I am developing a .service file so that systemd can manage an app as a service on Amazon Linux 2. But when I type systemctl start my-new-service, the following error is reported in the logs:

Mar 24 hh:mm:ss the.host.name systemd[1]: my-new-service.service: main process exited, code=exited, status=10/n/a  

What does status=10/n/a refer to in this error message?

Please explain how to interpret the various possible status codes, perhaps with a link to a thorough explanation if the summary would be too long for this forum.

  • Does this answer your question? systemctl - service exit codes and status information explanation
    – JdeBP
    Mar 24, 2020 at 20:01
  • @JdeBP No it does not because the links you sent do not explain code 10/n/a which is the basis of this current question. Until 10/n/a is explicitly explained here, any attempt to mark this as already answered will be a disservice to the community. Not meaning to be ungrateful to you, but someone tried to mark this as a duplicate when so far there is no evidence that this is a duplicate.
    – CodeMed
    Mar 24, 2020 at 20:40
  • @telcoM Future visitors to this post will need to read your comment. Therefore, let's highlight it. If you post your comment as a full-on answer, I will be happy to mark it as accepted so that it gets read by others who encounter the same problem.
    – CodeMed
    Mar 27, 2020 at 0:26
  • I turned my comment into an answer, and added a few links in case someone has a similar but not quite the same problem.
    – telcoM
    Mar 27, 2020 at 8:10

2 Answers 2


The message means that the app your .service file started with ExecStart= exited and set the return code to 10 when it did so.

There is no single uniform standard (although there are several partial standards and conventions) on result codes, so the only way to find out what the code 10 means is reading the documentation of that specific app... or its source code, if the documentation does not specify it.

So systemd does not know what code 10 means, so it adds n/a to indicate that no verbal description is available from systemd. You've not told us what the app in question is, so we cannot look up result code 10 for you any further than this.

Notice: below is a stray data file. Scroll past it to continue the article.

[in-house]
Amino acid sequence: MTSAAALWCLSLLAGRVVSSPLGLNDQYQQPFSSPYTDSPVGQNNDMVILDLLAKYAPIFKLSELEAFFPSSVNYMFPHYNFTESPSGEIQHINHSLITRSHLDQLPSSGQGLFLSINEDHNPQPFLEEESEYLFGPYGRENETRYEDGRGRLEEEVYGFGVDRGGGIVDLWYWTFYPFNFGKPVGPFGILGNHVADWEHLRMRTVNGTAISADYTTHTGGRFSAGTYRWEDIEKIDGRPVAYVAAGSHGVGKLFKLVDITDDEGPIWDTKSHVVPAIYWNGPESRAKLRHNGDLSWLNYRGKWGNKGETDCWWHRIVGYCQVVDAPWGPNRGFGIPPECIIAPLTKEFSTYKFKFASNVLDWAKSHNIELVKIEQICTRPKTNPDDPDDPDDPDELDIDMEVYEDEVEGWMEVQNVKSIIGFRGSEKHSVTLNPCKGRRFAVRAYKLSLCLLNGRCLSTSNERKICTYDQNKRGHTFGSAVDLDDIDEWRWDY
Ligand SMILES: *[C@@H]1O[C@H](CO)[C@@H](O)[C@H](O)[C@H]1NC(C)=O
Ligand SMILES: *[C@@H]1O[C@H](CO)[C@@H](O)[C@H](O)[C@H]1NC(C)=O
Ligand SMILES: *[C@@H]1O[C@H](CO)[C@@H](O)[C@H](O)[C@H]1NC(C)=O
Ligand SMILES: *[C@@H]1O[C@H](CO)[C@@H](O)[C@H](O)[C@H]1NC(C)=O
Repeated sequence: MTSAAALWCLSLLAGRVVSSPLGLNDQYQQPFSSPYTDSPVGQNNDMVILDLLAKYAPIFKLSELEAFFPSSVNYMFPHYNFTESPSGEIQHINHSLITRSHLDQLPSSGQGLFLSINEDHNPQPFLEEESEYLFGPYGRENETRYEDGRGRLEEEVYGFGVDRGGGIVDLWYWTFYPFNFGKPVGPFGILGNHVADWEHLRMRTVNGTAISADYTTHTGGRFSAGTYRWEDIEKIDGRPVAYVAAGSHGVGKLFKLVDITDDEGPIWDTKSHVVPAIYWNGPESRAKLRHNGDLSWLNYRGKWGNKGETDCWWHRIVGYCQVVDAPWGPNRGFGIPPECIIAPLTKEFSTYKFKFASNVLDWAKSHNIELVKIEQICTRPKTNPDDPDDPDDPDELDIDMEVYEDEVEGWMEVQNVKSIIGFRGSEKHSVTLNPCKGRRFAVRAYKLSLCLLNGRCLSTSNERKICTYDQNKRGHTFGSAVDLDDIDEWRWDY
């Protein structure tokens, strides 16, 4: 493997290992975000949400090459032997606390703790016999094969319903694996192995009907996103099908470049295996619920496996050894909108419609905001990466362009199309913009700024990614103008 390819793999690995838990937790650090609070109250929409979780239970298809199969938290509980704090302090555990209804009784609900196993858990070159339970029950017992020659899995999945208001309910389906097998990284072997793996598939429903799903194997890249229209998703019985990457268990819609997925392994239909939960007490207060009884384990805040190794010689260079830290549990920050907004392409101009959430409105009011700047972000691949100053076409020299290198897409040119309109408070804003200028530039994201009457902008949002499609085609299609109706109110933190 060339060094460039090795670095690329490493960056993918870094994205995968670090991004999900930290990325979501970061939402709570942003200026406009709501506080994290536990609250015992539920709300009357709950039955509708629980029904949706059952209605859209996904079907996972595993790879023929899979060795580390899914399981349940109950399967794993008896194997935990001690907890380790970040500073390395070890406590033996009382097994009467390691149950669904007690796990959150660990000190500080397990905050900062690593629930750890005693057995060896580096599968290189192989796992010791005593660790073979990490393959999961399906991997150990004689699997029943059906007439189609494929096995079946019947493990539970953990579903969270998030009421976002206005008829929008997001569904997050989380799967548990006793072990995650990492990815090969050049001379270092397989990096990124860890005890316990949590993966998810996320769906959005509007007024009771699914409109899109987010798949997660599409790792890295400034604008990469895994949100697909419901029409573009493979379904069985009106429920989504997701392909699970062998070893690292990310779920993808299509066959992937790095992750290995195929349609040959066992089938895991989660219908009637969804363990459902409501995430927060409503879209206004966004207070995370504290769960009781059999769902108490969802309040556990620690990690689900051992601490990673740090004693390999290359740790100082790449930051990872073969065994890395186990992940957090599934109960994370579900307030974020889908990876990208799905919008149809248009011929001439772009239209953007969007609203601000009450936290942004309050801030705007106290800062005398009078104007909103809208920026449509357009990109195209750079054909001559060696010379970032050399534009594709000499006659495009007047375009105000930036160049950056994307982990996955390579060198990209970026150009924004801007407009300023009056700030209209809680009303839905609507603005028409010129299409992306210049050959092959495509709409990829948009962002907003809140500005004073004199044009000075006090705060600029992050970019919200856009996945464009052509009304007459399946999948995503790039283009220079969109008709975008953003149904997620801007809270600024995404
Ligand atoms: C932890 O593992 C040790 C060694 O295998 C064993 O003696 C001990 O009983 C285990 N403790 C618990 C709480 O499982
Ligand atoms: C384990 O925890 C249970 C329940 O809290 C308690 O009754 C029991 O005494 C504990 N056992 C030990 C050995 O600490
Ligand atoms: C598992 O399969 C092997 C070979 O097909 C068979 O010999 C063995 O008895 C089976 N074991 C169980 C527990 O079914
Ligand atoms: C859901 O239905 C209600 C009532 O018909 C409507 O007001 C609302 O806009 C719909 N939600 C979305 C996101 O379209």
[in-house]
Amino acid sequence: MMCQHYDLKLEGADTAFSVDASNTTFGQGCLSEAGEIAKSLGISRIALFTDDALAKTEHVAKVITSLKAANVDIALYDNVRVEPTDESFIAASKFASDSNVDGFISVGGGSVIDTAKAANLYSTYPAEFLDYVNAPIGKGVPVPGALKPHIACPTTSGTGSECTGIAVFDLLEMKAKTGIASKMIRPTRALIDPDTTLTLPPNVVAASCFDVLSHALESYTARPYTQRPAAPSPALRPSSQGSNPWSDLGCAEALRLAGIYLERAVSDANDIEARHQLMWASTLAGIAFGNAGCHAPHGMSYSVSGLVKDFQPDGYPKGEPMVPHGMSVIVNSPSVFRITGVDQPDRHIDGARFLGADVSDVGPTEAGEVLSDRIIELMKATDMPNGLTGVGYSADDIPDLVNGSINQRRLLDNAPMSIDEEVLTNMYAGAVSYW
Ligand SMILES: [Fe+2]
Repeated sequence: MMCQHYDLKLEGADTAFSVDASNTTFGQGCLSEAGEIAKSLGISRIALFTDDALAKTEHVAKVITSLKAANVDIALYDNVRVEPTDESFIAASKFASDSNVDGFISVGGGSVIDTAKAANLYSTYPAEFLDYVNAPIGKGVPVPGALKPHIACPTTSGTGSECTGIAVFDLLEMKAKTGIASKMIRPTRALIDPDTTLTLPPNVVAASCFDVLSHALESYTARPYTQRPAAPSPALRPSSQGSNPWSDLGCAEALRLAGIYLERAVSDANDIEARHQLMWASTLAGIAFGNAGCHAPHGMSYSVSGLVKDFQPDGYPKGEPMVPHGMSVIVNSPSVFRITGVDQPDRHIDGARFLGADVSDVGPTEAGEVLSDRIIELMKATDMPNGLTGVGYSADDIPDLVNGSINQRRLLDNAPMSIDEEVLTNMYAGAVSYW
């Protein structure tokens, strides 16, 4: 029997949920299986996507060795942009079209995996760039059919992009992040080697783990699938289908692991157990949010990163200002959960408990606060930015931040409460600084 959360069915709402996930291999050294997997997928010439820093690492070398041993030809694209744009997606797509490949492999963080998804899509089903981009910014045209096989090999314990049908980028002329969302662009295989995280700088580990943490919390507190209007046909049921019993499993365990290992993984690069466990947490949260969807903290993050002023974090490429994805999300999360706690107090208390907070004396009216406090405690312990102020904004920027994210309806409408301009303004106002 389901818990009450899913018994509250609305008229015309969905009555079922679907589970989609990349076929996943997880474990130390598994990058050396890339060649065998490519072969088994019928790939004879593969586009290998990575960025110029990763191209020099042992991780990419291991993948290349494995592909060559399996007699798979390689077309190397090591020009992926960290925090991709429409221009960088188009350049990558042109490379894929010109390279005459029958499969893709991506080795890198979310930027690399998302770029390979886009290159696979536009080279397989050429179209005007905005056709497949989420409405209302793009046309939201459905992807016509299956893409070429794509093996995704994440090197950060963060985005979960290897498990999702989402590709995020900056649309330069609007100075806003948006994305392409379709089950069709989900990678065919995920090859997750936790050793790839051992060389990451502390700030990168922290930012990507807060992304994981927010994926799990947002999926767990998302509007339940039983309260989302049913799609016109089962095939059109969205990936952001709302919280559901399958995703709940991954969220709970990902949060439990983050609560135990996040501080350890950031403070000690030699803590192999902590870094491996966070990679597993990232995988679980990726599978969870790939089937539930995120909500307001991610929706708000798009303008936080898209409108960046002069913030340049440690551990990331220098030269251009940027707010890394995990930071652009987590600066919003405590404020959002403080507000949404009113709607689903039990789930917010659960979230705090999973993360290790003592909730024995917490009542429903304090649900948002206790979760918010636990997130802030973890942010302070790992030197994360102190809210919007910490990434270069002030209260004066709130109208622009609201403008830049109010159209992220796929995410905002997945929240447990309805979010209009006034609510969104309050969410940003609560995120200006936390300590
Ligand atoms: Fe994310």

In the documentation of systemd, there are several tables of result code conventions. To summarize:

  • the C library basically defines just 0 for OK and 1 (or any non-zero value) for failure
  • the Linux Standards Base (LSB) has definitions for codes 2...7, for things designed to be used as services (or originally for SysVinit-style service startup scripts)
  • the LSB specification suggests that codes 200 and above would be implementation-specific, and so systemd defines a set of codes in that range for errors generated by systemd itself.

  • the BSD operating systems define a group of generically useable exit codes in range 64..78. The definition for these codes is typically available on Linux systems too, in file /usr/include/sysexits.h, if the C development packages have been installed on the system.

But none of these are saying anything about code 10, so no guesses can be made without knowing the application in question.


10 is the return value of the main process. By convention every non-zero exit code is considered a failure, where the number should ideally indicate what went wrong.

n/a stands for not applicable or available (Cf. https://en.wikipedia.org/wiki/N/a) and it means there is no symbolic name for the exit code 10 defined, so it does not indicate what went wrong.

In short, something went wrong (or your script/program returns 10 erroneously).

  • What does exit code 10 mean? Your answer says that any nonzero exit code is a failure, but your answer does not indicate how 10 is any different than any other number, and your links do not contain reference to 10 specifically.
    – CodeMed
    Mar 24, 2020 at 21:07
  • 3
    It might not mean anything. You would have to look at the script/program that returns 10 where and why it returned 10.
    – stefan0xC
    Mar 24, 2020 at 21:15

You must log in to answer this question.

Not the answer you're looking for? Browse other questions tagged .